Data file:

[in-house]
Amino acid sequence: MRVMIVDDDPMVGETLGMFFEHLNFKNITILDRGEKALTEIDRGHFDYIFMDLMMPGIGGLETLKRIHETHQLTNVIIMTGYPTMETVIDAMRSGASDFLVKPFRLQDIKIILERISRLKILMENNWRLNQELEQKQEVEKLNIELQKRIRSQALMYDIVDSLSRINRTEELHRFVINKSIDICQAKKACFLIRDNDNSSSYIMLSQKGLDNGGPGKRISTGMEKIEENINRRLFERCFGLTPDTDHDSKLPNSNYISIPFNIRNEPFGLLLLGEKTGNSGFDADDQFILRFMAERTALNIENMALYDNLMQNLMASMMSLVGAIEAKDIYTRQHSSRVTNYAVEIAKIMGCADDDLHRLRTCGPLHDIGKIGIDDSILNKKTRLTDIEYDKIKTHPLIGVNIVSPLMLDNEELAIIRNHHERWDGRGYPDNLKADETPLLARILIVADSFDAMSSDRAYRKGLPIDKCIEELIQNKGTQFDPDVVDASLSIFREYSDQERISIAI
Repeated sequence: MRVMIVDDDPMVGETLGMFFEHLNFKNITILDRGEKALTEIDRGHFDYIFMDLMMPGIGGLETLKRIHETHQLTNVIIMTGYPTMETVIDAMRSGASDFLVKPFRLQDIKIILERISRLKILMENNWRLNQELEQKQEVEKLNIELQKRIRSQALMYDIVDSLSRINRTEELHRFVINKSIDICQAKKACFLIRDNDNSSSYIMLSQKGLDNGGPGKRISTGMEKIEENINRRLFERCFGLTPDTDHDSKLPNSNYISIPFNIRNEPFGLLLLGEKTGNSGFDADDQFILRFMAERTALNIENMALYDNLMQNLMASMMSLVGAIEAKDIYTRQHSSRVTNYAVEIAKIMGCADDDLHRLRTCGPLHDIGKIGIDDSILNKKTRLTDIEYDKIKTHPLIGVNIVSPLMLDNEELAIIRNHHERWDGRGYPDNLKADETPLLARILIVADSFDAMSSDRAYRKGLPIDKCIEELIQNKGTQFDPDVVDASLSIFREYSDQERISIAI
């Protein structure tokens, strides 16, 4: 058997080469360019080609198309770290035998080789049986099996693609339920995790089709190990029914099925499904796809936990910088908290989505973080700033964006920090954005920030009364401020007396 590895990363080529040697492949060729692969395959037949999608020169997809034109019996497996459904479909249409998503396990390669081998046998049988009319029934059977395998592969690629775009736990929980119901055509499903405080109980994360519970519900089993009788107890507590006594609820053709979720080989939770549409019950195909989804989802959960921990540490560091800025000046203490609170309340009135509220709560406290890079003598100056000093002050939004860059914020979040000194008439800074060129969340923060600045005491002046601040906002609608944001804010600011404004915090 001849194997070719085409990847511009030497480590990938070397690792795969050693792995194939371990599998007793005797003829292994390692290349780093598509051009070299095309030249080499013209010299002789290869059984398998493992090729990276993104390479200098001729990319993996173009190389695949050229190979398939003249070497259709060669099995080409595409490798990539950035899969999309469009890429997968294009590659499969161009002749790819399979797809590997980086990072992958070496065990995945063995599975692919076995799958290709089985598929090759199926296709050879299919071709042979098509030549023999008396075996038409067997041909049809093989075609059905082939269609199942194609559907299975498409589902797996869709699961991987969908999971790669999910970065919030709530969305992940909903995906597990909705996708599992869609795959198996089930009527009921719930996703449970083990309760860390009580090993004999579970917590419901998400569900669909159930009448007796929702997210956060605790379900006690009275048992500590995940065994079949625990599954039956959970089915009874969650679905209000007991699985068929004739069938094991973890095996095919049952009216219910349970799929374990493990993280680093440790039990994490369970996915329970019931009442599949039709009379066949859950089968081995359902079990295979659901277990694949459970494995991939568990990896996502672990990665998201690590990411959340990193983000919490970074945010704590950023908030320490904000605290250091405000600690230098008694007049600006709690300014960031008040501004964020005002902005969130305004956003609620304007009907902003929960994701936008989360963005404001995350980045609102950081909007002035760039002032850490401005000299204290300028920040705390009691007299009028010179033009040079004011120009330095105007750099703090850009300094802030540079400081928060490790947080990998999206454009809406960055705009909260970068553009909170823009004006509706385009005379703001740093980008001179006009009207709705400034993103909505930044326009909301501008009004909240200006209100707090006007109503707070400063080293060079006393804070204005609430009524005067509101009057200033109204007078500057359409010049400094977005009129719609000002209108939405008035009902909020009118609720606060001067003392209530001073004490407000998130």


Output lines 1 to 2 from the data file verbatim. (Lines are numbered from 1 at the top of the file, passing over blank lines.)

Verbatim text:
[in-house]
Amino acid sequence: MRVMIVDDDPMVGETLGMFFEHLNFKNITILDRGEKALTEIDRGHFDYIFMDLMMPGIGGLETLKRIHETHQLTNVIIMTGYPTMETVIDAMRSGASDFLVKPFRLQDIKIILERISRLKILMENNWRLNQELEQKQEVEKLNIELQKRIRSQALMYDIVDSLSRINRTEELHRFVINKSIDICQAKKACFLIRDNDNSSSYIMLSQKGLDNGGPGKRISTGMEKIEENINRRLFERCFGLTPDTDHDSKLPNSNYISIPFNIRNEPFGLLLLGEKTGNSGFDADDQFILRFMAERTALNIENMALYDNLMQNLMASMMSLVGAIEAKDIYTRQHSSRVTNYAVEIAKIMGCADDDLHRLRTCGPLHDIGKIGIDDSILNKKTRLTDIEYDKIKTHPLIGVNIVSPLMLDNEELAIIRNHHERWDGRGYPDNLKADETPLLARILIVADSFDAMSSDRAYRKGLPIDKCIEELIQNKGTQFDPDVVDASLSIFREYSDQERISIAI